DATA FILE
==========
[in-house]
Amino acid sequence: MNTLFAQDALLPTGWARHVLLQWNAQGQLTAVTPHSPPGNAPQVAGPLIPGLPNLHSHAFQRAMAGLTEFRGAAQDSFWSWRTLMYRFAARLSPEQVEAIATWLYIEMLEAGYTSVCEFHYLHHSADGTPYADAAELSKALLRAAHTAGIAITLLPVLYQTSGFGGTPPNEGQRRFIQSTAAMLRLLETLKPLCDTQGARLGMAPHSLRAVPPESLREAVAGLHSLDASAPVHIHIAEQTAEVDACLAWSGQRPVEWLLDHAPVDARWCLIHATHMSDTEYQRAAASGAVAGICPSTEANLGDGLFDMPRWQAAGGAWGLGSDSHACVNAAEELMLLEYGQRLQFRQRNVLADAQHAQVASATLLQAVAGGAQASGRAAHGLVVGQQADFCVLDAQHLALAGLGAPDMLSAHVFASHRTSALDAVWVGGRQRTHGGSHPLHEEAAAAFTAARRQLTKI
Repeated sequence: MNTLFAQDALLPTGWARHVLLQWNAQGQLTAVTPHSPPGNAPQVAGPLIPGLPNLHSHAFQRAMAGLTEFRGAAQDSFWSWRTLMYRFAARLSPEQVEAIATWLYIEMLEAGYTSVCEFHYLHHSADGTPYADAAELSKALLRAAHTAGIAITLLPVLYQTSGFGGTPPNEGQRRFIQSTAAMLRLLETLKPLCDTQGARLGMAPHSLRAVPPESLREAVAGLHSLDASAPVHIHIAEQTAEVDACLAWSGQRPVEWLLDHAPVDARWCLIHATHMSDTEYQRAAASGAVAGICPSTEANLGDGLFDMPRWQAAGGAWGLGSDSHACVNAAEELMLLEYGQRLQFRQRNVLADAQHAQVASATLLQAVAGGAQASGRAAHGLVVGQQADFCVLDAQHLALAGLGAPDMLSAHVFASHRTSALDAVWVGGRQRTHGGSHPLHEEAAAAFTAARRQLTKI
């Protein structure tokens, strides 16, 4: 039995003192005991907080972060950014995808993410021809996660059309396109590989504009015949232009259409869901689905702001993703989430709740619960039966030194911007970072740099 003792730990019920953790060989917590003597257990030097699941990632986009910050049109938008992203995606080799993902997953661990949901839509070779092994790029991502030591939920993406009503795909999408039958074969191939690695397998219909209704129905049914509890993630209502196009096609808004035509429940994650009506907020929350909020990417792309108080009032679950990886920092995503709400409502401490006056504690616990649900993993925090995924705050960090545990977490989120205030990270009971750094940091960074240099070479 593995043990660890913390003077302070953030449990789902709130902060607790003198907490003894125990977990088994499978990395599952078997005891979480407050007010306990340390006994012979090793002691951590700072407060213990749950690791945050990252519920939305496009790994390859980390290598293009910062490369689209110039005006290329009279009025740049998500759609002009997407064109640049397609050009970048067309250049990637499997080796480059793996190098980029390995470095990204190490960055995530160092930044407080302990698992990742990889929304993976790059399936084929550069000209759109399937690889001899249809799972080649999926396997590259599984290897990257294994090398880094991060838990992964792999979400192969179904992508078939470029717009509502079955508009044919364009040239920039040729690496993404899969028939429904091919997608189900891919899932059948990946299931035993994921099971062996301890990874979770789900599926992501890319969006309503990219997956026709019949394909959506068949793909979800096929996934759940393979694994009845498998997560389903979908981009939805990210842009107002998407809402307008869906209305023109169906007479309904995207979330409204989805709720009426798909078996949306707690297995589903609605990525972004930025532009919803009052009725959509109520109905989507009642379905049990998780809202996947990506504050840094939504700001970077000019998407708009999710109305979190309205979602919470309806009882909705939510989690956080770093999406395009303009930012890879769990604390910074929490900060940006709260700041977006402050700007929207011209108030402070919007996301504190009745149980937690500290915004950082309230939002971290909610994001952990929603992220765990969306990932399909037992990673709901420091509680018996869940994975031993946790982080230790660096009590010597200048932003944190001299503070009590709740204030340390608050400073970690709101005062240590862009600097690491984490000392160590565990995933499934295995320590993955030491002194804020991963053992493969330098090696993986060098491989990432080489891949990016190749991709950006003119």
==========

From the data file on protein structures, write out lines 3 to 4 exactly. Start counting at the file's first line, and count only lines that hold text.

Repeated sequence: MNTLFAQDALLPTGWARHVLLQWNAQGQLTAVTPHSPPGNAPQVAGPLIPGLPNLHSHAFQRAMAGLTEFRGAAQDSFWSWRTLMYRFAARLSPEQVEAIATWLYIEMLEAGYTSVCEFHYLHHSADGTPYADAAELSKALLRAAHTAGIAITLLPVLYQTSGFGGTPPNEGQRRFIQSTAAMLRLLETLKPLCDTQGARLGMAPHSLRAVPPESLREAVAGLHSLDASAPVHIHIAEQTAEVDACLAWSGQRPVEWLLDHAPVDARWCLIHATHMSDTEYQRAAASGAVAGICPSTEANLGDGLFDMPRWQAAGGAWGLGSDSHACVNAAEELMLLEYGQRLQFRQRNVLADAQHAQVASATLLQAVAGGAQASGRAAHGLVVGQQADFCVLDAQHLALAGLGAPDMLSAHVFASHRTSALDAVWVGGRQRTHGGSHPLHEEAAAAFTAARRQLTKI
């Protein structure tokens, strides 16, 4: 039995003192005991907080972060950014995808993410021809996660059309396109590989504009015949232009259409869901689905702001993703989430709740619960039966030194911007970072740099 003792730990019920953790060989917590003597257990030097699941990632986009910050049109938008992203995606080799993902997953661990949901839509070779092994790029991502030591939920993406009503795909999408039958074969191939690695397998219909209704129905049914509890993630209502196009096609808004035509429940994650009506907020929350909020990417792309108080009032679950990886920092995503709400409502401490006056504690616990649900993993925090995924705050960090545990977490989120205030990270009971750094940091960074240099070479 593995043990660890913390003077302070953030449990789902709130902060607790003198907490003894125990977990088994499978990395599952078997005891979480407050007010306990340390006994012979090793002691951590700072407060213990749950690791945050990252519920939305496009790994390859980390290598293009910062490369689209110039005006290329009279009025740049998500759609002009997407064109640049397609050009970048067309250049990637499997080796480059793996190098980029390995470095990204190490960055995530160092930044407080302990698992990742990889929304993976790059399936084929550069000209759109399937690889001899249809799972080649999926396997590259599984290897990257294994090398880094991060838990992964792999979400192969179904992508078939470029717009509502079955508009044919364009040239920039040729690496993404899969028939429904091919997608189900891919899932059948990946299931035993994921099971062996301890990874979770789900599926992501890319969006309503990219997956026709019949394909959506068949793909979800096929996934759940393979694994009845498998997560389903979908981009939805990210842009107002998407809402307008869906209305023109169906007479309904995207979330409204989805709720009426798909078996949306707690297995589903609605990525972004930025532009919803009052009725959509109520109905989507009642379905049990998780809202996947990506504050840094939504700001970077000019998407708009999710109305979190309205979602919470309806009882909705939510989690956080770093999406395009303009930012890879769990604390910074929490900060940006709260700041977006402050700007929207011209108030402070919007996301504190009745149980937690500290915004950082309230939002971290909610994001952990929603992220765990969306990932399909037992990673709901420091509680018996869940994975031993946790982080230790660096009590010597200048932003944190001299503070009590709740204030340390608050400073970690709101005062240590862009600097690491984490000392160590565990995933499934295995320590993955030491002194804020991963053992493969330098090696993986060098491989990432080489891949990016190749991709950006003119």